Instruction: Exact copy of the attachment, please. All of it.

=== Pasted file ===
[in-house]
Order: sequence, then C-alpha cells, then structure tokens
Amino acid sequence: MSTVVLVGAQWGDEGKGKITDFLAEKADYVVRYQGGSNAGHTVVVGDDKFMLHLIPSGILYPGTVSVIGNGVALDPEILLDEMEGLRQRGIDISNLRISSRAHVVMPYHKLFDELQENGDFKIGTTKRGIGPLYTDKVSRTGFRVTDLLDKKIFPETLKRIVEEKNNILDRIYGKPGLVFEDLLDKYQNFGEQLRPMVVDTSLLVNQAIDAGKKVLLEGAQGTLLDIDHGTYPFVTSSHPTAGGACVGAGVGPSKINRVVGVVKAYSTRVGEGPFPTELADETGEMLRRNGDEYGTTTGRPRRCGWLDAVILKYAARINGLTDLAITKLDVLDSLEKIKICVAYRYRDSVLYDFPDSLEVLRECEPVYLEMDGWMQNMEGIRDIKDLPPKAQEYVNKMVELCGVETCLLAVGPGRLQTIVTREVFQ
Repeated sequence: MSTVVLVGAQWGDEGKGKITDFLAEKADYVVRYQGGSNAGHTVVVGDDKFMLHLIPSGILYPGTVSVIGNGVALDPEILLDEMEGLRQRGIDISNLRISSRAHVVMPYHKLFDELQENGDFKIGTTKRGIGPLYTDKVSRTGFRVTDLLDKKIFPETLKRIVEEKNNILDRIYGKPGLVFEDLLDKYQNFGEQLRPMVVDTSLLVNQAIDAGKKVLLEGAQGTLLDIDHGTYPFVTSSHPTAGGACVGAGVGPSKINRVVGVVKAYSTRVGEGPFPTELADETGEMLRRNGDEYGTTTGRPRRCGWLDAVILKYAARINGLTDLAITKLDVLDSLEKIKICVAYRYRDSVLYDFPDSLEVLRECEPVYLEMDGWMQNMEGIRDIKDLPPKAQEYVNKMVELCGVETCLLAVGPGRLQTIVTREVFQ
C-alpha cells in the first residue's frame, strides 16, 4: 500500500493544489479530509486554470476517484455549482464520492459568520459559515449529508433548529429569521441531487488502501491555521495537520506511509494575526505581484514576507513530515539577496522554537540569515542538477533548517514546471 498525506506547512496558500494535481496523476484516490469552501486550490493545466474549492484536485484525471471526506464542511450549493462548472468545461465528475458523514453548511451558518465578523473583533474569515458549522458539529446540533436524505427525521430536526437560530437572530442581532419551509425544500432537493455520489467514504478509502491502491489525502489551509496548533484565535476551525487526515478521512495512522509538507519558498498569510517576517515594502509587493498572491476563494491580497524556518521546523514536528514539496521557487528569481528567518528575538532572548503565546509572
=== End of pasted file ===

[in-house]
Order: sequence, then C-alpha cells, then structure tokens
Amino acid sequence: MSTVVLVGAQWGDEGKGKITDFLAEKADYVVRYQGGSNAGHTVVVGDDKFMLHLIPSGILYPGTVSVIGNGVALDPEILLDEMEGLRQRGIDISNLRISSRAHVVMPYHKLFDELQENGDFKIGTTKRGIGPLYTDKVSRTGFRVTDLLDKKIFPETLKRIVEEKNNILDRIYGKPGLVFEDLLDKYQNFGEQLRPMVVDTSLLVNQAIDAGKKVLLEGAQGTLLDIDHGTYPFVTSSHPTAGGACVGAGVGPSKINRVVGVVKAYSTRVGEGPFPTELADETGEMLRRNGDEYGTTTGRPRRCGWLDAVILKYAARINGLTDLAITKLDVLDSLEKIKICVAYRYRDSVLYDFPDSLEVLRECEPVYLEMDGWMQNMEGIRDIKDLPPKAQEYVNKMVELCGVETCLLAVGPGRLQTIVTREVFQ
Repeated sequence: MSTVVLVGAQWGDEGKGKITDFLAEKADYVVRYQGGSNAGHTVVVGDDKFMLHLIPSGILYPGTVSVIGNGVALDPEILLDEMEGLRQRGIDISNLRISSRAHVVMPYHKLFDELQENGDFKIGTTKRGIGPLYTDKVSRTGFRVTDLLDKKIFPETLKRIVEEKNNILDRIYGKPGLVFEDLLDKYQNFGEQLRPMVVDTSLLVNQAIDAGKKVLLEGAQGTLLDIDHGTYPFVTSSHPTAGGACVGAGVGPSKINRVVGVVKAYSTRVGEGPFPTELADETGEMLRRNGDEYGTTTGRPRRCGWLDAVILKYAARINGLTDLAITKLDVLDSLEKIKICVAYRYRDSVLYDFPDSLEVLRECEPVYLEMDGWMQNMEGIRDIKDLPPKAQEYVNKMVELCGVETCLLAVGPGRLQTIVTREVFQ
C-alpha cells in the first residue's frame, strides 16, 4: 500500500493544489479530509486554470476517484455549482464520492459568520459559515449529508433548529429569521441531487488502501491555521495537520506511509494575526505581484514576507513530515539577496522554537540569515542538477533548517514546471 498525506506547512496558500494535481496523476484516490469552501486550490493545466474549492484536485484525471471526506464542511450549493462548472468545461465528475458523514453548511451558518465578523473583533474569515458549522458539529446540533436524505427525521430536526437560530437572530442581532419551509425544500432537493455520489467514504478509502491502491489525502489551509496548533484565535476551525487526515478521512495512522509538507519558498498569510517576517515594502509587493498572491476563494491580497524556518521546523514536528514539496521557487528569481528567518528575538532572548503565546509572